It’s hard to understate just how imaginative this game is. Just about every time you enter one of the game’s dozens of levels, it throws some new gameplay mechanic or concept at you, and as soon as you’ve mastered that, you’re thrown off to the next level and the next crazy idea. Incredibly, with just a couple of exceptions — Spring Mario, which makes a (thankfully brief) return from the original, and some motion-controlled gliding levels — all of those ideas are not just brilliant, but brilliantly executed as well.

The result is, simply put, one of the finest, most enjoyable games I’ve ever played. If you’ve ever been a fan of platformers, you need to play this game.

the misadventures of p.b. winterbottom

Can you believe it’s been nearly a month since the last post I made that didn’t have an MP3 attached? I blame the convenience of Twitter, which lets me dispense with random thoughts and witticisms without all that harrowing long-form writing business. Nevertheless, I’m back, and with a perfect topic — a delicious little Xbox Live Arcade game called The Misadventures of P.B. Winterbottom.

Winterbottom, as it will hereon be known, is a time-travelling puzzle platformer, so comparisons to Braid spring to mind immediately. Really, though, it’s more like The Incredible Machine games, or Bill’s Tomato Game, an old Amiga game that I’m sure no-one’s played. In Winterbottom, you record yourself performing actions, and then watch as clones of your character are brought to life to play through your recordings.

The aim is to collect pies — a very worthy goal — and there’s often a limited time that they must all be collected within, so completing a level often involves setting up complex, choreographed sequences, where clones run around flipping switches, jumping on levers, or even kicking the player or each other, so that you can get to every last pie in time.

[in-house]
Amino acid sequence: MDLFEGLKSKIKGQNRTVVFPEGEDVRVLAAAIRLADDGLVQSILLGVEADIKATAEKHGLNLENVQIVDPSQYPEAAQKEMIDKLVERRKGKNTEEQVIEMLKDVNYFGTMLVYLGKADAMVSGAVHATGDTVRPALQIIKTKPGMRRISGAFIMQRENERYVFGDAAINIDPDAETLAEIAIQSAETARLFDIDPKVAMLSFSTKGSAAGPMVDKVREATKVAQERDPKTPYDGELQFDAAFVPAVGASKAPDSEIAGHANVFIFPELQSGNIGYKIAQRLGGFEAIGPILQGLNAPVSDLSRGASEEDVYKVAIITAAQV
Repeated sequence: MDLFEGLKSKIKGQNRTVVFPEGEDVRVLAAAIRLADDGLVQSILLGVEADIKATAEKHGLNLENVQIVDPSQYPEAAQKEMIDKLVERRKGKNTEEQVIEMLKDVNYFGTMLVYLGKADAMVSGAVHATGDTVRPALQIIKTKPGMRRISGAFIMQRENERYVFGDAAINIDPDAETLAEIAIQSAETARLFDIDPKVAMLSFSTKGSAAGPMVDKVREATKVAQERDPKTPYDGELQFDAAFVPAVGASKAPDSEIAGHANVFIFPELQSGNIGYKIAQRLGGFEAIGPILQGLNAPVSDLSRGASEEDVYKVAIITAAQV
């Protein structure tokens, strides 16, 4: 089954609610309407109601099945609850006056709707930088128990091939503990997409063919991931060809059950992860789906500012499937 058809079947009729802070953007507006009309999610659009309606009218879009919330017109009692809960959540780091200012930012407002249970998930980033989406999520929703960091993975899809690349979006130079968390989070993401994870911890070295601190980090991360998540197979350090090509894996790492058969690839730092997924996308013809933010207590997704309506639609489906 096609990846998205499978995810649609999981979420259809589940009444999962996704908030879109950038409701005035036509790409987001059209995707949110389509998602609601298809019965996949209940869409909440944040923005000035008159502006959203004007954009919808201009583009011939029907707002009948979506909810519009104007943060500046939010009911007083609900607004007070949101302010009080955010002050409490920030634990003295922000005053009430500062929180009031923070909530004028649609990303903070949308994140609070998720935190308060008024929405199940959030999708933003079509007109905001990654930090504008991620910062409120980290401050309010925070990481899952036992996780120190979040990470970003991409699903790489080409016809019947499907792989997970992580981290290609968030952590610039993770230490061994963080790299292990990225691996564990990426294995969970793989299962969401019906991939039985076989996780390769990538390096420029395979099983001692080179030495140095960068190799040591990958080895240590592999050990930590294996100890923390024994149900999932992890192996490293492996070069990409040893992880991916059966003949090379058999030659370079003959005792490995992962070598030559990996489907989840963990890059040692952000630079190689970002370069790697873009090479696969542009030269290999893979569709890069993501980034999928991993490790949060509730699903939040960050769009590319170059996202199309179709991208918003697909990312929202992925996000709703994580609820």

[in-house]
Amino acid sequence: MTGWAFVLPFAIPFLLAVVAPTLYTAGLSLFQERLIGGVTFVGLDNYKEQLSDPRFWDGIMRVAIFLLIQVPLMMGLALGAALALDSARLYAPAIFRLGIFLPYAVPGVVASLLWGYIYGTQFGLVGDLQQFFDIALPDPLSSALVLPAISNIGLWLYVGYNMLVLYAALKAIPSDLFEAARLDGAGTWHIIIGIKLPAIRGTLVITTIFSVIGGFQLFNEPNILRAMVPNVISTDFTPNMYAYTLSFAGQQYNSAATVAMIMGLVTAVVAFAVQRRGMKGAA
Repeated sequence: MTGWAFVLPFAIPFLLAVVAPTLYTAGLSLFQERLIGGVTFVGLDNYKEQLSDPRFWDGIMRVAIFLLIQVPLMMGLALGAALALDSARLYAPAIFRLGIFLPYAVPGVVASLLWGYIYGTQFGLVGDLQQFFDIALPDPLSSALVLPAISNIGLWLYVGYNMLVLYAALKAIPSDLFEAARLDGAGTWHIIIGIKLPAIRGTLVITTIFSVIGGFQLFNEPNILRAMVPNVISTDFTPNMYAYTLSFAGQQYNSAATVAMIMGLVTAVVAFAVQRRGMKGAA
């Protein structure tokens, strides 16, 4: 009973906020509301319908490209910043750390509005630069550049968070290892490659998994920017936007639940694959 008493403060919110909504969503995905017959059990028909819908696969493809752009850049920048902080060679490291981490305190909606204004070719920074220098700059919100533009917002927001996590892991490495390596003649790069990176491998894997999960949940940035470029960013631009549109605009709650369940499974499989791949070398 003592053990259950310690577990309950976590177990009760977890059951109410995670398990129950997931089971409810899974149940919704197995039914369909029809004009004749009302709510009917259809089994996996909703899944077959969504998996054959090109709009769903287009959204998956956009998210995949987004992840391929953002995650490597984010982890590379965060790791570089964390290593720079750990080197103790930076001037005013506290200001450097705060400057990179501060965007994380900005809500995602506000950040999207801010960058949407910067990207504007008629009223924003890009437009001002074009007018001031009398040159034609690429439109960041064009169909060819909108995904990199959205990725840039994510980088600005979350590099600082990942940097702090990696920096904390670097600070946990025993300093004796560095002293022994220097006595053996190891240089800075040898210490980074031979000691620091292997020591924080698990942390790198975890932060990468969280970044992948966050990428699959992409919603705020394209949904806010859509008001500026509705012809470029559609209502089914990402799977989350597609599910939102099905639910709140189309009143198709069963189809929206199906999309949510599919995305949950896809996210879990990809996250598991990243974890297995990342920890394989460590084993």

Winterbottom started life as a student project at the University of Southern California, and it’s a perfect example of the kind of game that there’s now a place for in the market thanks to the likes of XBLA, PSN, and WiiWare. It’s 2D through-and-through, though like World of Goo and Braid it has a highly developed art-style, taking its black-and-white cues from early silent movies. The sound design is similarly silent-era, with honky-tonk piano tunes and few sound effects.

It’s definitely not as cerebral as Braid, and I don’t think it’s quite as fun as World of Goo, but it’s unique, it’s beautifully presented, and it’s refreshingly challenging — some of its levels are really quite taxing. Unless you’re easily frustrated by precision platforming, I’d highly recommend it.

new mario, new music

There’s an overwhelming number of new games coming out right now, but despite the pressures to buy Modern Warfare 2 or Borderlands, I caved in to my inner Nintendo fanboy and picked up New Super Mario Bros. Wii. Well, I’ll admit, Toys ‘R’ Us selling it for $70 helped. Either way, it’s time to talk Mario!

NSMBW, much like NSMB on the DS, is a straight-up 2D Mario game, with all the usual trimmings and a smattering of new stuff thrown in. After getting it home I quickly played through the first world-and-a-half, and while it was fun, it was tough, and actually frustrating in a way I hadn’t seen in a Mario game before. A lot of that frustration came from the D-pad on the Wiimote, which seemingly isn’t ideal for pushing diagonally.